I highly doubt that most high school students are doing a cost-benefit analysis on the benefits of going to college, but if they did, they would find that on average, it’s worth it.

  2. I must agree with Craig. If you graduate with a Bachelors in business and a “C” average plus no work experience or internships. . .uh, you’re not exactly lined up to make a lot of money or even find work very easily. The line of work you intend to go into and your ultimate credentials for finding that work really do make a difference in your earnings.

    Also. . .do your calculations take into account that people who do not go to college get into the work force earlier and start earning money and building up seniority faster? I feel like I say this often, but I went to 6 years of university to become a teacher and ultimately found myself making the same yearly salary as a friend of mine who dropped out of high school and eventually opened her own beauty salon–except she’d been earning the whole time I was in school–luckily my student loans were small.

    But yes, I do see the merit in taking out a student loans IF you intend to use your degree and IF you’re not putting yourself into unreasonable debt.

    1. @Simple in France, Yes, the reports include breaking into the workforce earlier. It’s actually a pretty detailed report that has a lot of good information.

      I’d take the “A” average and irrelevant jobs over the “C” and internships.

      I was probably a mix, I got As/Bs, had some decent internships but nothing directly related. I turned out fine, but I know friends who had relevant work experience but their grades prevented them from getting the top jobs.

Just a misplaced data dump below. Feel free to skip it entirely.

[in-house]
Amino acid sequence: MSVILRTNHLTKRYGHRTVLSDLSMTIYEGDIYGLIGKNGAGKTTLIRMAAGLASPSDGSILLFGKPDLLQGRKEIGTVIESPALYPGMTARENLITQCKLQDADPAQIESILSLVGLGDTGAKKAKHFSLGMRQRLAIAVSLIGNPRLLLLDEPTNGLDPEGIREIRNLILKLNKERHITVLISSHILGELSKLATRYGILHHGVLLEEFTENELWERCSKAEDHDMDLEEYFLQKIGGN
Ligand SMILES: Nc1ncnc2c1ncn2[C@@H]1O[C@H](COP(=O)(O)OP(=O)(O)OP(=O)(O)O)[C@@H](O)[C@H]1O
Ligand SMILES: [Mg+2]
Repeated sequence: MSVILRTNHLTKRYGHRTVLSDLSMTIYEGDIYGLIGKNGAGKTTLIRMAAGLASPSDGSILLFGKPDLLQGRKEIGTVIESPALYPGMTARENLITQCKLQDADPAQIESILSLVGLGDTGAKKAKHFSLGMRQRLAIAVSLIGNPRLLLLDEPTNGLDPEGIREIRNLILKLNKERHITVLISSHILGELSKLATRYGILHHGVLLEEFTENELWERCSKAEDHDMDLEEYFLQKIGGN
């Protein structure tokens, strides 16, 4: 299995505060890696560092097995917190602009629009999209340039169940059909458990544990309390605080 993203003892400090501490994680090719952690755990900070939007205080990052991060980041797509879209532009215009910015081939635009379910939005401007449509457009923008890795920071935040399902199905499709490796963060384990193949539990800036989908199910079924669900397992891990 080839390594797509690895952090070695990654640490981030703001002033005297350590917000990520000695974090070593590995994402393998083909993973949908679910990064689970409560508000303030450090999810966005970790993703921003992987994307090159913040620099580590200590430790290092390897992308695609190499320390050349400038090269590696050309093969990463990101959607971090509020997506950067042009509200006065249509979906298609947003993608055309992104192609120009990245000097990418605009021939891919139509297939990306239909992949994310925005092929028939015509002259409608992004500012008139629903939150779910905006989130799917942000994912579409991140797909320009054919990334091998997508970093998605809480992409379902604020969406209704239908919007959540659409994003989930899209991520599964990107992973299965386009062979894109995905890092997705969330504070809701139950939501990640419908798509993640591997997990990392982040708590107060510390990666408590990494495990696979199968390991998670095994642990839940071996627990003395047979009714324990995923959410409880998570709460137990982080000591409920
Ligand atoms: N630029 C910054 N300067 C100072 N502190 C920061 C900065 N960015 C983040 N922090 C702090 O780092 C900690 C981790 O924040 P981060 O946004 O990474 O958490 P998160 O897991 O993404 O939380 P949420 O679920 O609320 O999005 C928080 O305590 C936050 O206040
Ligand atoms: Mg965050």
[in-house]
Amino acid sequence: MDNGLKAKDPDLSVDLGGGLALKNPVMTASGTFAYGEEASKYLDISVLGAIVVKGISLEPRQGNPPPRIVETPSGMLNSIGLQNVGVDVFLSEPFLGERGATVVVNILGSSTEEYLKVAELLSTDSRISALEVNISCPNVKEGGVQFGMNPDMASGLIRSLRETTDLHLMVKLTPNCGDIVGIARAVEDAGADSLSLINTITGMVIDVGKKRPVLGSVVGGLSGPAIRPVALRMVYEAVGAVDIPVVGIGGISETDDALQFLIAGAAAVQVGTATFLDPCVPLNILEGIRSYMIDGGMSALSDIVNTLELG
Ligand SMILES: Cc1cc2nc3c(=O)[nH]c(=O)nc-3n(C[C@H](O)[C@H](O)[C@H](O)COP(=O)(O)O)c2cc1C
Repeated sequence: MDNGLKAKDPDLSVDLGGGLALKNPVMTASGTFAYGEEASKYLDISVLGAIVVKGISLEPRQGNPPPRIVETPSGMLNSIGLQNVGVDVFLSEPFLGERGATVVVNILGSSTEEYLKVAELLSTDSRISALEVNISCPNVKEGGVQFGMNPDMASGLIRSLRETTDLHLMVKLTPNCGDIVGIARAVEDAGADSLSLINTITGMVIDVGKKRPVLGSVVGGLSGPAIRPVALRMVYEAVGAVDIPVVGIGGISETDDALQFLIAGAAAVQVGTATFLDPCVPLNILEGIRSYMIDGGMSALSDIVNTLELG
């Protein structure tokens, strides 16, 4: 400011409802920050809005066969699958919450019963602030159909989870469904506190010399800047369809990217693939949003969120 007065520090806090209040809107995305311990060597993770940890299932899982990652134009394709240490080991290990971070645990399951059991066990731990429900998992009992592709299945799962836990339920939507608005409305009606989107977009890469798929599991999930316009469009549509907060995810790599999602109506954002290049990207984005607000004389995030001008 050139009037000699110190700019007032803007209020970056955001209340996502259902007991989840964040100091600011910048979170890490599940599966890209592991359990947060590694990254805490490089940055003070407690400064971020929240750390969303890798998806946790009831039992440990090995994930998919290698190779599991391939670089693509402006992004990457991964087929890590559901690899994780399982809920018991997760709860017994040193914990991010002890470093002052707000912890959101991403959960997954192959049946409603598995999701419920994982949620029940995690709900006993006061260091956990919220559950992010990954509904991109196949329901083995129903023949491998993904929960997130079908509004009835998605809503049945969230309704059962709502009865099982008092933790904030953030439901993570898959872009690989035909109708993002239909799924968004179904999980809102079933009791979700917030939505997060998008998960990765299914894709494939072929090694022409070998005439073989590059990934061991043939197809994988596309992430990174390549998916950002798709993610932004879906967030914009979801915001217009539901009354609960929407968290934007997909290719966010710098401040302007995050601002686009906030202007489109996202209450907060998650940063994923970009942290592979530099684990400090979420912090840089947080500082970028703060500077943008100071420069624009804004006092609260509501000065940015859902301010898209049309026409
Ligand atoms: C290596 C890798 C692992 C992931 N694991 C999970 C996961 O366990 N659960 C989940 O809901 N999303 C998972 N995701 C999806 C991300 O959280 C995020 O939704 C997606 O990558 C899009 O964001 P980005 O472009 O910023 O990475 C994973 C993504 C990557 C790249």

3. Another assumption that is being made is that the students graduate. In some cases, the students don’t and end up with the loans plus no degree (the worst of both worlds).

      1. @Daniel, yes, but nearly EVERY student and their family believes that they will finish, but life happens. I have seen this scenario play out many times. Often the student may end up saddled with several thousands in student loans and little means to pay them. Personally, I think a good financial plan should allow for the possibility of a worst case scenario. It’s not being negative… just prepared.

        1. @Roshawn @ Watson Inc, This happened to me! I had earned my AS degree; but dropped out before earning my BA. I had about $60K in student loans at the time! I defaulted on them, but through a series of consolidations and forbearances…got in good standing again. I then returned to school to finish my BA and the straight to graduate school (before I could become ineligible for student loans yet again!)

          I actually made more money as a college dropout than I do now. However that is not really the point. Without a degree I felt trapped and not as competitive to move upward. After 5 years, I am finally back at what I made before salary-wise. But at least now, I don’t have BOTH the student loans and the unfinished degree looming over my head.